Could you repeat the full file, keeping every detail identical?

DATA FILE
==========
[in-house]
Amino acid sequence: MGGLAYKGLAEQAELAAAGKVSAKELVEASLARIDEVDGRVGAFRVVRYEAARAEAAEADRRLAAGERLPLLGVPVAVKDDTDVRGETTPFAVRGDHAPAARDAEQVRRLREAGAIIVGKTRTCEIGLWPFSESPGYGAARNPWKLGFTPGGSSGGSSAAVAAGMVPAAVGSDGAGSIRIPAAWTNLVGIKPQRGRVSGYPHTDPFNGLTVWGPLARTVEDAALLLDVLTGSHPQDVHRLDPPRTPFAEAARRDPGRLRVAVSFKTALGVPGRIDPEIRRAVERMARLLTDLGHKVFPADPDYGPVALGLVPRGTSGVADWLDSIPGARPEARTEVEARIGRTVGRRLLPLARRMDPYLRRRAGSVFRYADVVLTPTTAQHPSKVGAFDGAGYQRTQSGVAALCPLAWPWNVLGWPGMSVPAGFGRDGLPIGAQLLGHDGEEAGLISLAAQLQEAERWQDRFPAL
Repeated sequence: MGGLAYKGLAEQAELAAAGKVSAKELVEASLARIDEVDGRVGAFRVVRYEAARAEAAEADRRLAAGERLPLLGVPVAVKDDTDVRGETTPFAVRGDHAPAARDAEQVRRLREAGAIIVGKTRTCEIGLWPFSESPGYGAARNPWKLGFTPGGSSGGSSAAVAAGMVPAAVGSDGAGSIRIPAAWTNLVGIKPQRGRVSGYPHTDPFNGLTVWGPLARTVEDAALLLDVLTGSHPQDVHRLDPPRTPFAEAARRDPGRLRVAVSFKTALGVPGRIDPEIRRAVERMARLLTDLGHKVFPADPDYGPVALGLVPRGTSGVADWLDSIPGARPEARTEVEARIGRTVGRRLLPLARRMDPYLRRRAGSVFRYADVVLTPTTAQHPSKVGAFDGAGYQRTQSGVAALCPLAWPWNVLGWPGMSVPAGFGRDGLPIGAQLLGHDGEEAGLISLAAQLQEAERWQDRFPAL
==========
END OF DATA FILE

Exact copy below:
[in-house]
Amino acid sequence: MGGLAYKGLAEQAELAAAGKVSAKELVEASLARIDEVDGRVGAFRVVRYEAARAEAAEADRRLAAGERLPLLGVPVAVKDDTDVRGETTPFAVRGDHAPAARDAEQVRRLREAGAIIVGKTRTCEIGLWPFSESPGYGAARNPWKLGFTPGGSSGGSSAAVAAGMVPAAVGSDGAGSIRIPAAWTNLVGIKPQRGRVSGYPHTDPFNGLTVWGPLARTVEDAALLLDVLTGSHPQDVHRLDPPRTPFAEAARRDPGRLRVAVSFKTALGVPGRIDPEIRRAVERMARLLTDLGHKVFPADPDYGPVALGLVPRGTSGVADWLDSIPGARPEARTEVEARIGRTVGRRLLPLARRMDPYLRRRAGSVFRYADVVLTPTTAQHPSKVGAFDGAGYQRTQSGVAALCPLAWPWNVLGWPGMSVPAGFGRDGLPIGAQLLGHDGEEAGLISLAAQLQEAERWQDRFPAL
Repeated sequence: MGGLAYKGLAEQAELAAAGKVSAKELVEASLARIDEVDGRVGAFRVVRYEAARAEAAEADRRLAAGERLPLLGVPVAVKDDTDVRGETTPFAVRGDHAPAARDAEQVRRLREAGAIIVGKTRTCEIGLWPFSESPGYGAARNPWKLGFTPGGSSGGSSAAVAAGMVPAAVGSDGAGSIRIPAAWTNLVGIKPQRGRVSGYPHTDPFNGLTVWGPLARTVEDAALLLDVLTGSHPQDVHRLDPPRTPFAEAARRDPGRLRVAVSFKTALGVPGRIDPEIRRAVERMARLLTDLGHKVFPADPDYGPVALGLVPRGTSGVADWLDSIPGARPEARTEVEARIGRTVGRRLLPLARRMDPYLRRRAGSVFRYADVVLTPTTAQHPSKVGAFDGAGYQRTQSGVAALCPLAWPWNVLGWPGMSVPAGFGRDGLPIGAQLLGHDGEEAGLISLAAQLQEAERWQDRFPAL